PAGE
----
The 2013 edition of BDO’s annual survey of Football Finance Directors (FDs) has discovered that an alarming number of football club owners are considering a full or partial exit from their respective clubs.

BDO state that most teams will meet the new Financial Fair Play (FFP) regulations, but an owner exodus from Football League teams is predicted during the next two seasons as those owners struggle to find funding.

The BDO report, entitled ‘New Dawn for Fair Play?’, and focussing on the FFP regulations and their impact in particular, questioned 66 finance directors from across the professional divisions, representing 63% of the football leagues featured.

The headline findings emerging from the survey show that the current owners of 36 per cent of FL1 and 28 per cent of FLC clubs in the survey are considering a full or partial exit, with only 30 per cent of finance directors describing their club finances as ‘very healthy’. 48 per cent say that their situation ‘could be better but is not bad’, with 17 per cent of respondents’ reporting that their finances ‘need attention’; whilst 5 per cent say their finances are ‘a cause for grave concern’!

The survey also reported a growing reliance on rich benefactors to plug funding gaps at clubs. In total, 65 per cent of clubs acknowledged a dependence on principal shareholder/s to finance operating losses compared with 58 per cent last year; for the Championship the figure is 94 per cent and for League One it is 64 per cent.

The Taxman’s dreaded hand also reaches out to the FDs, with 20 per cent of clubs late with their tax payments during the year. Most had formally agreed the delay with HMRC beforehand however. 52 per cent said that HMRC was contacting them earlier and more frequently to chase payment of the tax due, and 23 per cent of clubs are worried by HMRC challenging complex wage structures, resulting in clubs having to meet large PAYE bills. This issue affects 41 per cent of English Premier League and 39 per cent of Football League Championship respondents respectively.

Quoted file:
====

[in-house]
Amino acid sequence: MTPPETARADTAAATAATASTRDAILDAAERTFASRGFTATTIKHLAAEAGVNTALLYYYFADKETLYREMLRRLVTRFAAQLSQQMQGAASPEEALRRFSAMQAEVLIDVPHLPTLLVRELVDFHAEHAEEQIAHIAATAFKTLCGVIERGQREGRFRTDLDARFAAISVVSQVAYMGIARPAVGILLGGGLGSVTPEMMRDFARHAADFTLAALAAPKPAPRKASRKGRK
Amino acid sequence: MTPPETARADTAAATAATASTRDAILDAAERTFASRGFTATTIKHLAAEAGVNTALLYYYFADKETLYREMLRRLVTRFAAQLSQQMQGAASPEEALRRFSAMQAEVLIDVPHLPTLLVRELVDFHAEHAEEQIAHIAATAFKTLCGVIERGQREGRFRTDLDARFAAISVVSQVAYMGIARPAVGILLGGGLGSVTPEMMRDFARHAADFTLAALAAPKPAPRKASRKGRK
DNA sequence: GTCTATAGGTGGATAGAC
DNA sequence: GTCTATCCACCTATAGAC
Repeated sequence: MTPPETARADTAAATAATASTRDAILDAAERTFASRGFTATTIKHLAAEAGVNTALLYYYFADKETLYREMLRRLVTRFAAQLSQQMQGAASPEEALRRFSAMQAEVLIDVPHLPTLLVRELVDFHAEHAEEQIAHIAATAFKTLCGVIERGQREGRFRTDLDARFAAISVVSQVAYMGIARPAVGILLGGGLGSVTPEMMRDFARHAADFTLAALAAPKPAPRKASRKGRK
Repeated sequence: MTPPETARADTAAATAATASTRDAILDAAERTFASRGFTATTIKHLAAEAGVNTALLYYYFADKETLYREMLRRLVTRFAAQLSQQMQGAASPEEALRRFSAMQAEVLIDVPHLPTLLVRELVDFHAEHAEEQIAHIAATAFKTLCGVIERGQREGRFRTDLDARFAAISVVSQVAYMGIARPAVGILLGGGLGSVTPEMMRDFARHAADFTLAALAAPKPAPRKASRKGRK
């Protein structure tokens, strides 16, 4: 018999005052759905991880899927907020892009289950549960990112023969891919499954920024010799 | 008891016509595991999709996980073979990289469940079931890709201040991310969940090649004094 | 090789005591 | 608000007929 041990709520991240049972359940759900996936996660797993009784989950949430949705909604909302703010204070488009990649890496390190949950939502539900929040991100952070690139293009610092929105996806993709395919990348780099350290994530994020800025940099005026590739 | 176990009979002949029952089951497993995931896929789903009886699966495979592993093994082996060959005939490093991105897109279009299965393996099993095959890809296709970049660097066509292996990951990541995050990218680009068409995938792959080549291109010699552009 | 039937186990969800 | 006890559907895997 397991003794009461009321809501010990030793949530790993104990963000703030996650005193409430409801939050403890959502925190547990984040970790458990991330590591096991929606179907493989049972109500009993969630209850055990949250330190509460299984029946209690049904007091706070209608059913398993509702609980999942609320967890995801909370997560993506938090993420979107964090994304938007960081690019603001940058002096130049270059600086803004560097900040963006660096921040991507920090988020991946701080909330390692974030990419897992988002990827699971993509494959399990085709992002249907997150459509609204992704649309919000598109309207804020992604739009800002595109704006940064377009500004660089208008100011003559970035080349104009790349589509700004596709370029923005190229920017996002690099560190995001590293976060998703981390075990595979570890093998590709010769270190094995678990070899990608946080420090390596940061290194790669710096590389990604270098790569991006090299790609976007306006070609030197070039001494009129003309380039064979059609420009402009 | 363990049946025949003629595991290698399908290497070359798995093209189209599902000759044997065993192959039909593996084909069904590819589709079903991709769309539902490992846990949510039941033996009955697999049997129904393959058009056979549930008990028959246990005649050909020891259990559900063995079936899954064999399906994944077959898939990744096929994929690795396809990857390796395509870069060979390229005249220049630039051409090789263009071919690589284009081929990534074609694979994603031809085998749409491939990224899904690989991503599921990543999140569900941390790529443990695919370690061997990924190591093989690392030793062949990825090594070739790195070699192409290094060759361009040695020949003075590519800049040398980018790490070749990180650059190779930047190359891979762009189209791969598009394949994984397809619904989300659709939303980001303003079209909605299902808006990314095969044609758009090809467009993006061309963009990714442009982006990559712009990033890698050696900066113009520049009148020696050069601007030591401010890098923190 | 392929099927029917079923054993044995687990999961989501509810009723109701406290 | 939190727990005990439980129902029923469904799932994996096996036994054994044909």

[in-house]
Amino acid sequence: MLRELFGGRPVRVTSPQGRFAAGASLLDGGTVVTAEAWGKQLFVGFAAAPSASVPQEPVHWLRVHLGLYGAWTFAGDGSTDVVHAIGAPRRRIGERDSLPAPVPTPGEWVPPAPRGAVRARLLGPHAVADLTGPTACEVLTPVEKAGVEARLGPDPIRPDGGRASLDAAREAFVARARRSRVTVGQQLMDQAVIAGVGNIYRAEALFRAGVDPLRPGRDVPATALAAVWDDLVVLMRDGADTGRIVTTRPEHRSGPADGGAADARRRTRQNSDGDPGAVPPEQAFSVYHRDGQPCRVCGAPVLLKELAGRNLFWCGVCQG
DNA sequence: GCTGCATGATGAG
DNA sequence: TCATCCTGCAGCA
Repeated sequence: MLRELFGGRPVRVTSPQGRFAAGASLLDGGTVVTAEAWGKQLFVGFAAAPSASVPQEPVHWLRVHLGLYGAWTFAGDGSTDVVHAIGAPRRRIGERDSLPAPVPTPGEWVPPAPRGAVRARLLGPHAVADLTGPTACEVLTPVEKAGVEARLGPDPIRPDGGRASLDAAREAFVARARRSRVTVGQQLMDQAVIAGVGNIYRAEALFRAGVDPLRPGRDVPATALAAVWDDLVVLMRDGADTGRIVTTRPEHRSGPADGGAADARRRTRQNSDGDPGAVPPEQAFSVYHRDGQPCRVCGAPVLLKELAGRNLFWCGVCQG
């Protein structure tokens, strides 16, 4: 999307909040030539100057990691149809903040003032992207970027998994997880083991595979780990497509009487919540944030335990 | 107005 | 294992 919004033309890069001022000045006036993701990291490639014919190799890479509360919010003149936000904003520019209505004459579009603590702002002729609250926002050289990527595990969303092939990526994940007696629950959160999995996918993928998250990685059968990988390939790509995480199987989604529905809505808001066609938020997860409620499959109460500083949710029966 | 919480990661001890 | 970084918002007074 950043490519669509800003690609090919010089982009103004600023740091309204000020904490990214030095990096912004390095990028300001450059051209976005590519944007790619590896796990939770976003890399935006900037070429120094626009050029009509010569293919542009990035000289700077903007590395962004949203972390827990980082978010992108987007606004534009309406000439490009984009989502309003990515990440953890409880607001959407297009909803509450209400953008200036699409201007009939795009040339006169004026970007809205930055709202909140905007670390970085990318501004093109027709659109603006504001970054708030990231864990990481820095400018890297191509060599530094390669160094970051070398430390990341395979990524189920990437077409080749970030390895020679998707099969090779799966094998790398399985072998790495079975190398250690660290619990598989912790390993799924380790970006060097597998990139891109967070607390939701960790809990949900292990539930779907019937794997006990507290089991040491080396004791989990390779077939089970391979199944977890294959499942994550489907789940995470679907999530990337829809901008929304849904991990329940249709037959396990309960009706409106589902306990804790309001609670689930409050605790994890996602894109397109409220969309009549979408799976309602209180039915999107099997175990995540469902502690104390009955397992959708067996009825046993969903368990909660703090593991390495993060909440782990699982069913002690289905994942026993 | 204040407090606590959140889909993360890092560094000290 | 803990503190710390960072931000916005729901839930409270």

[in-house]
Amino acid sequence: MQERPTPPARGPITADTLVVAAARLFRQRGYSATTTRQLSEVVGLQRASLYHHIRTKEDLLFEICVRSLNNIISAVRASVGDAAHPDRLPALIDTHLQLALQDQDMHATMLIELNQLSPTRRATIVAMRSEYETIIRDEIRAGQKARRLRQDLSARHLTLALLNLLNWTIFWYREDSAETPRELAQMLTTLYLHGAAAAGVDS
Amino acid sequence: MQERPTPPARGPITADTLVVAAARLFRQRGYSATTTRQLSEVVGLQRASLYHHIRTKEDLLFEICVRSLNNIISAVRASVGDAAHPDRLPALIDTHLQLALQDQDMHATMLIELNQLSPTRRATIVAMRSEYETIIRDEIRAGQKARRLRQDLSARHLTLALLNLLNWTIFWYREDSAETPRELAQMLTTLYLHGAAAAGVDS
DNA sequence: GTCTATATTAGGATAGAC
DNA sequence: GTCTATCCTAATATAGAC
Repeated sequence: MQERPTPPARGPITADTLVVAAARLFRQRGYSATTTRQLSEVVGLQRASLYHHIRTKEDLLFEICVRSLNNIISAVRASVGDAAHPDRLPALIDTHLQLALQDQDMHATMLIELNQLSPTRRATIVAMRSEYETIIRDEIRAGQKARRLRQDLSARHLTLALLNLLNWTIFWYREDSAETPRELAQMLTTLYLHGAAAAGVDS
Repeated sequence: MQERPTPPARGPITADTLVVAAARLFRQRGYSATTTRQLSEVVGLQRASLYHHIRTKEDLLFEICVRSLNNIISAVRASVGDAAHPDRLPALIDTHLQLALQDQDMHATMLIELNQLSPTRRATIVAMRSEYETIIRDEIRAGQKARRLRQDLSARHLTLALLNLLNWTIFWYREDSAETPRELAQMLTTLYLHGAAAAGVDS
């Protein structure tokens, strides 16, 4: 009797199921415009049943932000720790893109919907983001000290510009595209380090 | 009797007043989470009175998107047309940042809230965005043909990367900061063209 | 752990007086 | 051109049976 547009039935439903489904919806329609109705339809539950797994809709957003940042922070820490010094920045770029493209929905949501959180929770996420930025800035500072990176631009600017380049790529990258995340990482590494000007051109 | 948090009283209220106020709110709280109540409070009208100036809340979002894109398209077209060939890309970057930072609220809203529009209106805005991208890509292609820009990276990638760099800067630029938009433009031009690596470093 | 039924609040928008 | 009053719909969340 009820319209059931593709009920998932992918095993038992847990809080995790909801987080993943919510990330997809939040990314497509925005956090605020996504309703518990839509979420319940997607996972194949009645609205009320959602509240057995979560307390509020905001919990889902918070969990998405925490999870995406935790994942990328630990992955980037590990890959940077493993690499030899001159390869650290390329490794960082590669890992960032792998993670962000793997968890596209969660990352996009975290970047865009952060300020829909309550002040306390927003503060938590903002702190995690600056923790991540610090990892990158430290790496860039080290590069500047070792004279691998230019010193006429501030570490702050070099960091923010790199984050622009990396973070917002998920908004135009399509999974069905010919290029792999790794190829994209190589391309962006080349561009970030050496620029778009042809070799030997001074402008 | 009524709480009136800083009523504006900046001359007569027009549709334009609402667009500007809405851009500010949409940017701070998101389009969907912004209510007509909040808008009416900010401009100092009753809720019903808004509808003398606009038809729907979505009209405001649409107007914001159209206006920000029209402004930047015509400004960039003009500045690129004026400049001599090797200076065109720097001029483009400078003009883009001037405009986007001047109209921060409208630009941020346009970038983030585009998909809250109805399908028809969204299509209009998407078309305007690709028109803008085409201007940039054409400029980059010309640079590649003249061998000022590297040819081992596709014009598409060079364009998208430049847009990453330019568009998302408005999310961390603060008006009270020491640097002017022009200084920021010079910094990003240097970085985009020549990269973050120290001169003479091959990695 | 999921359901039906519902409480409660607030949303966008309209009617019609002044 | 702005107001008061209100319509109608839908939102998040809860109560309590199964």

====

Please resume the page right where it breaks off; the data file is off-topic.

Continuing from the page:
It’s not all bad news though. The BDO website states:

“Fair play has always been at the heart of the beautiful game, so it is good to see its appearance in the finances of football as well. An encouraging 95% of English clubs are expecting to comply with the Financial Fair Play rules in 2013/14 (the first season when FFP will apply to all English domestic leagues). As a consequence most FDs have reported some form of restraint on wages and transfer fees, a vital step on the road to more sustainable business models for all.”

“In financial terms, the run of play has been going against many clubs – but if we have discovered anything while producing this survey, it’s that football clubs are fighters. Indeed, it’s probably not news that many of our findings this year give some level of cause for concern. But what is perhaps more surprising, and encouraging, is the extent to which clubs are still managing to cope with adversity and take better control of their circumstances.”

However, they also sound a note of caution – one that I’m sure fans of Leeds United and other clubs whose, to paraphrase Robert Browning, “reaches exceeded their grasp”, will recognise:

“This is not to downplay the challenges. We are seeing many common factors which conspire to increase financial instability and risk. For instance, a number of clubs depend heavily upon either a single owner or a small number of key shareholders, who may have their eye on short term glory. Inevitably, the huge potential rewards for reaching the Premier League may lure many clubs into a gambling frame of mind, risking future financial security for the big prize. As a long term model, this is not sustainable, and could result in structural instability for many clubs if it goes unchecked.”

New Dawn for Fair Play? can be downloaded for free from

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